I recently completed my brief experiment in shooting film. Here are the results:
Oh, you don’t see anything? Neither do I, because there is nothing to see. The film was very old and not stored properly, and I didn’t exactly have the right (or fresh) chemicals and equipment to process it with. In short there were too many variables working against me. The results were null.
But it doesn’t matter. I could have gotten the same results after buying a lot of expensive equipment – again (I’ve had it all and done it all in the past). Today it costs the better part of $20 (Ilford FP4 @ $17 +tax is the cheapest I’ve found, most other offers are much worse) just to get a roll of B&W film here, and I don’t miss the chemical experience much. In fact I found I don’t miss it at all. There was the familiar taint of the acrid aroma in the air that brought back memories, as did the time mixing powders and standing around in a pitch black room (because I don’t have a tank to develop in). Nostalgic to be sure, but not what I’d call “fun”. Not any more.
What was fun was using the ol’ Pentax Spotmatic again. Oh I hear people cry out against the weight of modern cameras these days, and I laugh. They would sag under the weight of this machine, never mind something that is really heavy – like a 4×5 Speed Graphic. I found comfort in the sensation of so much mass in my hands. It was just like old times.
This SLR is solid in a way the digital-only photographer will never know. Everything about its controls says so. There’s nothing small or flimsy or delicate about it; it was a masterpiece of form in its day. Cranking the wind lever, flipping the meter switch on, adjusting sensible (and straightforward) controls, pushing that mechanical release, and hearing the “thwap” of the mirror flipping up, the curtain zipping across the film plane, and the mirror returning. People should experience that: then they’d know what the bad design aspect of even the most expensive of DSLRs is; they don’t have the right ‘feel’.
It made me long for simpler digital devices. My mind reeled with ideas about taking out much of the technology the companies are so proud of having put in. If I were a youngster I’d probably gamble on a start-up to build low-tech digital cameras whose functions more closely resemble a film camera’s operation. Oh they wouldn’t sell in any quantity, but there would be a few artistic photographers who would appreciate the limited designs. Is not Lomography a thing now? They know what it’s about.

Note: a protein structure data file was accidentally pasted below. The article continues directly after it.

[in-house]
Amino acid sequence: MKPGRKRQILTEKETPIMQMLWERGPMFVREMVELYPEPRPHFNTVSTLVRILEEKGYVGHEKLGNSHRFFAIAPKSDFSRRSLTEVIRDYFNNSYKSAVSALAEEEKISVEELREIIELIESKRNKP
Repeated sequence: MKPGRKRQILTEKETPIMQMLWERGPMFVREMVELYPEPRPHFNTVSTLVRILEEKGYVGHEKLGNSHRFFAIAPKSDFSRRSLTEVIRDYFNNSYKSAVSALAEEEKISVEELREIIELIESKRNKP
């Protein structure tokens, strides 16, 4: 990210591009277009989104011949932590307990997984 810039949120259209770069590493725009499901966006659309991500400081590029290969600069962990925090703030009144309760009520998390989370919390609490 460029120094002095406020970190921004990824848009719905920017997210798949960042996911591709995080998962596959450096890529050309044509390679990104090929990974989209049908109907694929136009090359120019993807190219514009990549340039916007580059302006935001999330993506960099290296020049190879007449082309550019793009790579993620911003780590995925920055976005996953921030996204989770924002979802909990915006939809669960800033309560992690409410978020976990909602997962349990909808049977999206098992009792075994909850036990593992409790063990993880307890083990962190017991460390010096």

So I fantasized about The Black Box Camera Company, producing oddball artisan digital cameras with minimal functions. A small waste-level viewfinder unit with sun hood and a flip-up magnifier. A simple DSLR that isn’t full of options you never use. Even a video camera that was dedicated to video and not some sort of ‘duck trying to be an elephant’ – or vice-versa.
You see, sometimes trying to be all things to all people is the formula for failing to be anything to anyone. As it is now we have people trying to be photographers by adapting themselves to devices which have an overwhelming range of options, most of which never get used. How many times have you read a blog about setting arbitrary limitations on your shooting to force yourself to understand better how it should be? You’ve probably even done it yourself: “I will shoot only in B&W”, “I will use only this fixed focal length lens”, “I will not change the ISO”. Even selecting aperture or shutter preferred automation is a form of this. When there are too many choices, we can’t make any choice. The master control gets set to “Program” (or worse, “Scene”) and the camera makes all the choices for us. What do you learn from that? Where is the artistry in merely pointing and pressing the button? It might have been fine for the original Kodak, but you won’t advance in the fields of photography or art by it.
It doesn’t end there either. The inverse problem is availing yourself of too many choices: some people shoot RAW, bringing on the burden of mandatory post-shoot processing. Some people voluntarily submit themselves to this form of masochistic torture even with their JPEGS. Then they sit in the digital darkroom and fiddle numbers 1 digit at a time seeking unrealistic photographic perfection until their family and friends begin to wonder whatever became of them. (Helpful Household Hint: when adjusting digital parameters, don’t twiddle the controls one number at a time; be bold and do it by major steps, reducing or increasing the effect in ever declining size increments until you get what you’re after.)
Well I’m an old film-trained fool whom no one has to listen to. But I did enjoy working the Pentax again, even if it gave zero pictures in return. I now happily go back to my digital image making, even if I will sometimes be using the old Takumar lenses on the Canon DSLR with the control set on “Manual” and an exposure of “my best guess”. Maybe I’m some kind of hybrid photographer; using modern digital equipment in an ancient analog way.
Or maybe I’m just having fun.